The book goes into more useful detail on what these are about, but Fitzgerald says all elite athletes eat successfully around key core habits: To eat a healthy variety of foods, provided they are high quality, to eat a lot of carbs, get enough to eat, and to eat “individually”, aka eat the diet that works for you rather than eat someone else’s prescribed diet.

Continue reading

Tagged , , , , ,

Quick thoughts on what causes weight gain when running

orange food truck

Photo by Artem Saranin on Pexels.com

If you struggle with weight gain while running, your problem may not necessarily be overeating.

In fact, you need all the nutrients you can get during high volume training. Cutting calories might be the worst thing you can do for your recovery.

Your culprit is not how much you’re eating, but the type of food you’re eating. For most of us, the easiest and most readily available form of satisfying food is processed. It comes out of a box or package. It’s either ready to eat or cooks quickly. It was chemically engineered in a lab and factory to taste good.

This food is high in sodium and a variety of additives. The organs’ struggle to process and coexist with these (non-)”nutrients” inflames your entire body and leads to your prime culprit: Water retention.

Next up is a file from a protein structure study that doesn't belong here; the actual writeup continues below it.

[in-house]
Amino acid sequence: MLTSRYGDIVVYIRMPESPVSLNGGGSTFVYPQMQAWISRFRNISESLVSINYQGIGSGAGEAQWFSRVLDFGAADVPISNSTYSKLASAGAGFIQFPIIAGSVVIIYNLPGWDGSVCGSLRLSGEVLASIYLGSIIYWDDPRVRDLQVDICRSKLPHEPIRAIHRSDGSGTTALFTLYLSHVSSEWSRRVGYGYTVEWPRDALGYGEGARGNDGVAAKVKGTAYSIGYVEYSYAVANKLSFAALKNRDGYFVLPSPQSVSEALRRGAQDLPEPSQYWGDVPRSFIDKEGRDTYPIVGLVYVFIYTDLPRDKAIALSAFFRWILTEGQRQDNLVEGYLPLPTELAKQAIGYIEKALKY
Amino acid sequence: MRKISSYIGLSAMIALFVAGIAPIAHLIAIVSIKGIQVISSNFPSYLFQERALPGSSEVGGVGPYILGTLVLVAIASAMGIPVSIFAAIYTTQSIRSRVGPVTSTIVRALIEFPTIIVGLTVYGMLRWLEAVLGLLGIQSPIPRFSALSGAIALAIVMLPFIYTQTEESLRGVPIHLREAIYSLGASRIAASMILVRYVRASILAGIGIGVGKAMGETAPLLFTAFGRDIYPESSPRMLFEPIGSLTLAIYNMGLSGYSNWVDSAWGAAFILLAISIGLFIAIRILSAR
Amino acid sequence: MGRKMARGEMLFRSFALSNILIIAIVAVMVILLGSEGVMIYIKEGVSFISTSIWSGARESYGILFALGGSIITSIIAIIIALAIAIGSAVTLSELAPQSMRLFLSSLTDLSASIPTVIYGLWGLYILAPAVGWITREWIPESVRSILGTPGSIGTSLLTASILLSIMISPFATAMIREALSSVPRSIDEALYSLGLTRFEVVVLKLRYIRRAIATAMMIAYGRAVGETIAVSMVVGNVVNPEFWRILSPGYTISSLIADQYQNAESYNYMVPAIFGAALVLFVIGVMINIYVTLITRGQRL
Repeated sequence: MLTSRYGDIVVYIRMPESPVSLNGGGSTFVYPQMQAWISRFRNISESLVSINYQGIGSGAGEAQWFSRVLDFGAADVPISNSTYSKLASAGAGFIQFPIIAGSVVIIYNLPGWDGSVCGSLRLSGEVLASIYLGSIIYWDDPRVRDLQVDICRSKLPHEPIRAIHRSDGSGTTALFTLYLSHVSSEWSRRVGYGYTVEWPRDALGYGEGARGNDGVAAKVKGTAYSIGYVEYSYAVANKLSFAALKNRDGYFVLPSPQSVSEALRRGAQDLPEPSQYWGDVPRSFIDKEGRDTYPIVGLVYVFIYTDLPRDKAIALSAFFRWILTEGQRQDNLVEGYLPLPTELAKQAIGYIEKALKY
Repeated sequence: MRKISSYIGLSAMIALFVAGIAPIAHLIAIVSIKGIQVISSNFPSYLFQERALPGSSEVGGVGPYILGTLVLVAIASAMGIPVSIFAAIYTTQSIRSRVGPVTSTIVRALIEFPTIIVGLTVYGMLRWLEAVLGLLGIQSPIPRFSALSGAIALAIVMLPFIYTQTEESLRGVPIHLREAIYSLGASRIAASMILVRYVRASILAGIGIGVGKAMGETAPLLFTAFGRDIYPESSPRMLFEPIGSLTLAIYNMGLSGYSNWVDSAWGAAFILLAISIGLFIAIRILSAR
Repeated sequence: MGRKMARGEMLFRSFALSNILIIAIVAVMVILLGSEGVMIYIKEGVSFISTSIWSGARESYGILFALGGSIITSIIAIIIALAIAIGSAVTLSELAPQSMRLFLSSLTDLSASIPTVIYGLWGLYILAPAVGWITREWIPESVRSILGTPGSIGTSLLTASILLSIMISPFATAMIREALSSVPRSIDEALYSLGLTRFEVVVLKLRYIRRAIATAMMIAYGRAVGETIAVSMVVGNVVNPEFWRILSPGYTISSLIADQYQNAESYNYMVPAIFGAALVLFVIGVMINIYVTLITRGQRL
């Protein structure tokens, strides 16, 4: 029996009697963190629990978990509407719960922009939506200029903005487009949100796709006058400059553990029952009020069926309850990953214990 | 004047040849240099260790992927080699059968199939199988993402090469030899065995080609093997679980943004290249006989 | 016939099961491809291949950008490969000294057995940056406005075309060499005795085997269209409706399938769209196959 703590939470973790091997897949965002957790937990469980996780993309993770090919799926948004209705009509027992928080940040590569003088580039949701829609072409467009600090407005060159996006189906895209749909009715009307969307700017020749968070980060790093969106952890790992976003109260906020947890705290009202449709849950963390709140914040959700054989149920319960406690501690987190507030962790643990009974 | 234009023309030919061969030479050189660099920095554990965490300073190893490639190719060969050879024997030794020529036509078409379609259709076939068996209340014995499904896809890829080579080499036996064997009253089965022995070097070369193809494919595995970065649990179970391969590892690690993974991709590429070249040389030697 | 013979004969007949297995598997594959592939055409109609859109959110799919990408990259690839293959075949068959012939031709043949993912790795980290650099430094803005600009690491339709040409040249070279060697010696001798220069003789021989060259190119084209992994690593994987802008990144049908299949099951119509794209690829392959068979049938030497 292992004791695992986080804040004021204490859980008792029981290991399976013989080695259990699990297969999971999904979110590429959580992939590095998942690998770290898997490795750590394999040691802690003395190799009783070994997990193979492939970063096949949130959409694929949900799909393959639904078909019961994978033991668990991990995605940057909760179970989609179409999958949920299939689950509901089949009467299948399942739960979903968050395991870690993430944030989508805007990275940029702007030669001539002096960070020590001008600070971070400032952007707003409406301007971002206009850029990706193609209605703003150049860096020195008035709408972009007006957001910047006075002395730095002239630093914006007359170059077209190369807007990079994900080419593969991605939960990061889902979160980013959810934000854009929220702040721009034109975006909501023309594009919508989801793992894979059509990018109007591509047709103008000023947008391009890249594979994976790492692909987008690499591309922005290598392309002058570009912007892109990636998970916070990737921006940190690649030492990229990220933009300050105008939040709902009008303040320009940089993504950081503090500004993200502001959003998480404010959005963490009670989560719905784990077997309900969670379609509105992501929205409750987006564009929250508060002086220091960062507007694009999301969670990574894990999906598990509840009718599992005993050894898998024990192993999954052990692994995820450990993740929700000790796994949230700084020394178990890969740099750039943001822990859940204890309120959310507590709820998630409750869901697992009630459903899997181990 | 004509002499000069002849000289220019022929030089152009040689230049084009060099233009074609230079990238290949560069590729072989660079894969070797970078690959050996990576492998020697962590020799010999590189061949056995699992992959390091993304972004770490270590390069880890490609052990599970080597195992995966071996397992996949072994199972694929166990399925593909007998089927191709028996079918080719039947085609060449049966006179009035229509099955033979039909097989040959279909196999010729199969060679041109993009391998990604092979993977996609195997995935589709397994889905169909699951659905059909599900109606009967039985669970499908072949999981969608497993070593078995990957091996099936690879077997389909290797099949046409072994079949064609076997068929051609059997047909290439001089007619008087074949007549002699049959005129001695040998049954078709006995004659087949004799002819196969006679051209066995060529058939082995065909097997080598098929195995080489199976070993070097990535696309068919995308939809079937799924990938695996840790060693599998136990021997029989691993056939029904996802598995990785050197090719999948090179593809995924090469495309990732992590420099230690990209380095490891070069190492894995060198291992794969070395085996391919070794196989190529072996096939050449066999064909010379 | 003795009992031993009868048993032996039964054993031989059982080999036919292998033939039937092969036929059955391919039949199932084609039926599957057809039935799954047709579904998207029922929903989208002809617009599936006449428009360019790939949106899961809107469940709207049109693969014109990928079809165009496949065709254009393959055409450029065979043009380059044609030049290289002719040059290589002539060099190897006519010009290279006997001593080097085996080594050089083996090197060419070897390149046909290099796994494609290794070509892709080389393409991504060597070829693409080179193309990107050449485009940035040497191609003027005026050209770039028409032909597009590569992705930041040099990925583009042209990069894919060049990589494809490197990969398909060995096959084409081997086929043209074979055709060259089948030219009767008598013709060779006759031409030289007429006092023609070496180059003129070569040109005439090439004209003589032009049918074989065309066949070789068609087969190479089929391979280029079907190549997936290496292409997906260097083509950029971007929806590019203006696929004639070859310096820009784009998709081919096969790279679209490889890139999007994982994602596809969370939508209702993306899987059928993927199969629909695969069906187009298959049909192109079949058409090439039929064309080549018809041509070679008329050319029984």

Water has weight. Drink a 16 oz glass of water and guess what? You just gained one pound. Ideally, your body urinates, sweats or evaporates this newfound pound out at some point soon.

But when your body is inflamed, it responds by retaining water to surround and protect your organs. The more processed food you eat, the more often you eat it, the more water your body continously retains to buffer your organs from all the chemical byproducts of the garbage you’re eating.

This is why when people try to diet, or clean up their diets, they lose a bunch of weight early on. A cleaner diet eliminates the inflammation and the need to water-protect organs. Your body begins to flush the excess retained water out. Whoosh!

(And yes, you may notice you’ve got to pee a lot more after you start. There goes all that retained water!)

This is also why people on diets see their weight loss slow after an early surge of lost weight. They weren’t losing fat early on. They were losing retained water.

Bakc to the point: If you’re gaining weight as a runner, you almost certainly are eating an excess of processed food. You may have your reasons for eating as you do. Your body is the ultimate scoreboard and won’t lie about what you’re eating and drinking.

Simply put, you can stop and reverse your weight gain by eating more unprocessed whole and natural foods. Eat for the whoosh, get yourself back on track, and stay back on track.

Tagged , , , , , ,